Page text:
Japan's WWII Torpedo Sank Several US Ships

The Japanese used about 100 Kaiten in combat during WWII

The torpedo the Japanese called kaiten was a human-driven suicide bomb, the kamikaze of the seas. Its name translates literally as “return to the sky,” which is as descriptive of the driver as it is for its targets.
662px-Kaiten_torpedo_type_1_schematic-1.svg

Insert “Low Rider” lyrics here.

By 1943, the Imperial Japanese Navy recognized the war was not going its way. This was six months after the decisive Battle of Midway, widely considered to be the turning point in the naval war of the Pacific Theater. The Japanese considered many types of suicide craft, the most well-known and successful are the kamikaze planes, used to great effect toward the end of the war.

The Japanese developed many other kinds of suicide weapons, however. They deployed shinyo suicide boats, fukuryu suicide divers, and human mines. Kaiten suicide submersible torpedoes were more successful than any of these, second only to the kamikaze planes.

Mississiniwa

The sinking of Mississinewa came as a surprise to everyone, absolutely everyone.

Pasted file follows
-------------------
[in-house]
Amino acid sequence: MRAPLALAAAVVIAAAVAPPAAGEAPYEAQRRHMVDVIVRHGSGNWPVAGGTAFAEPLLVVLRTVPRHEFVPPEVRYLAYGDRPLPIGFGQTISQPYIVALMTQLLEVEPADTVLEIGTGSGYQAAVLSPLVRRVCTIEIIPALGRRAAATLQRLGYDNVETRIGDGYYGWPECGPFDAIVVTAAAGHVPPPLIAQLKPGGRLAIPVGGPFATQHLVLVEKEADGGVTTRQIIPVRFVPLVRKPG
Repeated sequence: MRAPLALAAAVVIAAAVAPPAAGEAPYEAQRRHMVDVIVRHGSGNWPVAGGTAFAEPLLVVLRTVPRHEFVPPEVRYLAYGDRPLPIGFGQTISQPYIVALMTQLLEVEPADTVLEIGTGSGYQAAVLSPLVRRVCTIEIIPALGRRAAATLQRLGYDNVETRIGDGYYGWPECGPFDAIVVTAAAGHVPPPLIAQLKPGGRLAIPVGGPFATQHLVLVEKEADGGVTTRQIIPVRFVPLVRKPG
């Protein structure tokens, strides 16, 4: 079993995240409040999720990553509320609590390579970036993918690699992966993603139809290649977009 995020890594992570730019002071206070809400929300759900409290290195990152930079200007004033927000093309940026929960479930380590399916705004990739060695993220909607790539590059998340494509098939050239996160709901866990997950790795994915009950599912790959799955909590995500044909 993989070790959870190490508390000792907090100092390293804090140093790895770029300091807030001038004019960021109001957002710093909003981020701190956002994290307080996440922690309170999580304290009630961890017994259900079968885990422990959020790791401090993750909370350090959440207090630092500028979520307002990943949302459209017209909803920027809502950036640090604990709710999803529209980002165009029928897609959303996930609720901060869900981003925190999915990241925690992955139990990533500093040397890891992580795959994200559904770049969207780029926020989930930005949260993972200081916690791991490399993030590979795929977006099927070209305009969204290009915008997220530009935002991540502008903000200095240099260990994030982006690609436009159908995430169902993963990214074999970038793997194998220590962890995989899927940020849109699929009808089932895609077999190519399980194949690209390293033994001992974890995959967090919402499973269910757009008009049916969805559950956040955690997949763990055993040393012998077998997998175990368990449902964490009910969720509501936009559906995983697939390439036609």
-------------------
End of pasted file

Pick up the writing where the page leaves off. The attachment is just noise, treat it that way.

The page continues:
Many different types of kaiten were developed, though only the type-1 was ever used in combat. Early designs allowed the pilot to attempt to escape from the torpedo, but since no pilot ever tried, this feature was left off later designs. The sub/torpedo also featured a self-destruct mechanism for the pilot to use if the fuse failed. 300 type-1 kaiten were built, and 100 of those were used in combat.

The Kaiten Type-1 on display in a Japanese museum (wikimedia commons)

The Kaiten Type-1 on display in a Japanese museum (wikimedia commons)

The torpedo was a rudimentary submarine, based on the design of a Japanese Type 93 torpedo. It was launched from a submerged submarine and had basic pilot controls and air bottles, all positioned behind more than 1,000 pounds of explosives.

The kaiten kill count numbered more than 187 American troops, the fleet oiler USSMississinewa in November 1944, a small infantry landing craft (LCI-600), and the destroyer escortUSS Underhill in July 1945.

The Underhill, before the Japanese threw an explosives-laden person at it.

The Underhill, before the Japanese threw an explosives-laden person at it.


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